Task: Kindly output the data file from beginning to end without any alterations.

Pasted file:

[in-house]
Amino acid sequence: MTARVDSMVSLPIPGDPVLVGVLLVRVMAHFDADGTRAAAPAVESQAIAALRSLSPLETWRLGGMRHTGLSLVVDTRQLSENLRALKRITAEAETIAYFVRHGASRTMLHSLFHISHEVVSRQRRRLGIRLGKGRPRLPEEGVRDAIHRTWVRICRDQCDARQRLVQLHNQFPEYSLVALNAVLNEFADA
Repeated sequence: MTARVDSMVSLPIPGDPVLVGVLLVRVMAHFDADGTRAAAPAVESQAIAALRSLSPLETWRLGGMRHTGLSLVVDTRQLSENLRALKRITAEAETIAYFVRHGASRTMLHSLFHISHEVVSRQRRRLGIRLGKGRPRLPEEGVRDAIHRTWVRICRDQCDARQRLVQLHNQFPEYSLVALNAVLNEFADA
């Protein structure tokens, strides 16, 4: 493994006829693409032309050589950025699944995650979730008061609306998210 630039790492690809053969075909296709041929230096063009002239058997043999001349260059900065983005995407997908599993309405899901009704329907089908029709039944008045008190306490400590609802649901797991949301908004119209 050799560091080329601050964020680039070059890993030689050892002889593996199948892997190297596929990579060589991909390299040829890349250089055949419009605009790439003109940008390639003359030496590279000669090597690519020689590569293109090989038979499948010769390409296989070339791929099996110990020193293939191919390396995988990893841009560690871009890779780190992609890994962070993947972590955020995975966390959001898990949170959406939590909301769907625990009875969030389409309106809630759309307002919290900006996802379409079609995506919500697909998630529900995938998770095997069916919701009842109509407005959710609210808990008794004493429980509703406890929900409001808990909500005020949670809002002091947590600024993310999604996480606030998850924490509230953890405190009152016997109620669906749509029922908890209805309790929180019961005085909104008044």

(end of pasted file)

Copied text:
[in-house]
Amino acid sequence: MTARVDSMVSLPIPGDPVLVGVLLVRVMAHFDADGTRAAAPAVESQAIAALRSLSPLETWRLGGMRHTGLSLVVDTRQLSENLRALKRITAEAETIAYFVRHGASRTMLHSLFHISHEVVSRQRRRLGIRLGKGRPRLPEEGVRDAIHRTWVRICRDQCDARQRLVQLHNQFPEYSLVALNAVLNEFADA
Repeated sequence: MTARVDSMVSLPIPGDPVLVGVLLVRVMAHFDADGTRAAAPAVESQAIAALRSLSPLETWRLGGMRHTGLSLVVDTRQLSENLRALKRITAEAETIAYFVRHGASRTMLHSLFHISHEVVSRQRRRLGIRLGKGRPRLPEEGVRDAIHRTWVRICRDQCDARQRLVQLHNQFPEYSLVALNAVLNEFADA
């Protein structure tokens, strides 16, 4: 493994006829693409032309050589950025699944995650979730008061609306998210 630039790492690809053969075909296709041929230096063009002239058997043999001349260059900065983005995407997908599993309405899901009704329907089908029709039944008045008190306490400590609802649901797991949301908004119209 050799560091080329601050964020680039070059890993030689050892002889593996199948892997190297596929990579060589991909390299040829890349250089055949419009605009790439003109940008390639003359030496590279000669090597690519020689590569293109090989038979499948010769390409296989070339791929099996110990020193293939191919390396995988990893841009560690871009890779780190992609890994962070993947972590955020995975966390959001898990949170959406939590909301769907625990009875969030389409309106809630759309307002919290900006996802379409079609995506919500697909998630529900995938998770095997069916919701009842109509407005959710609210808990008794004493429980509703406890929900409001808990909500005020949670809002002091947590600024993310999604996480606030998850924490509230953890405190009152016997109620669906749509029922908890209805309790929180019961005085909104008044």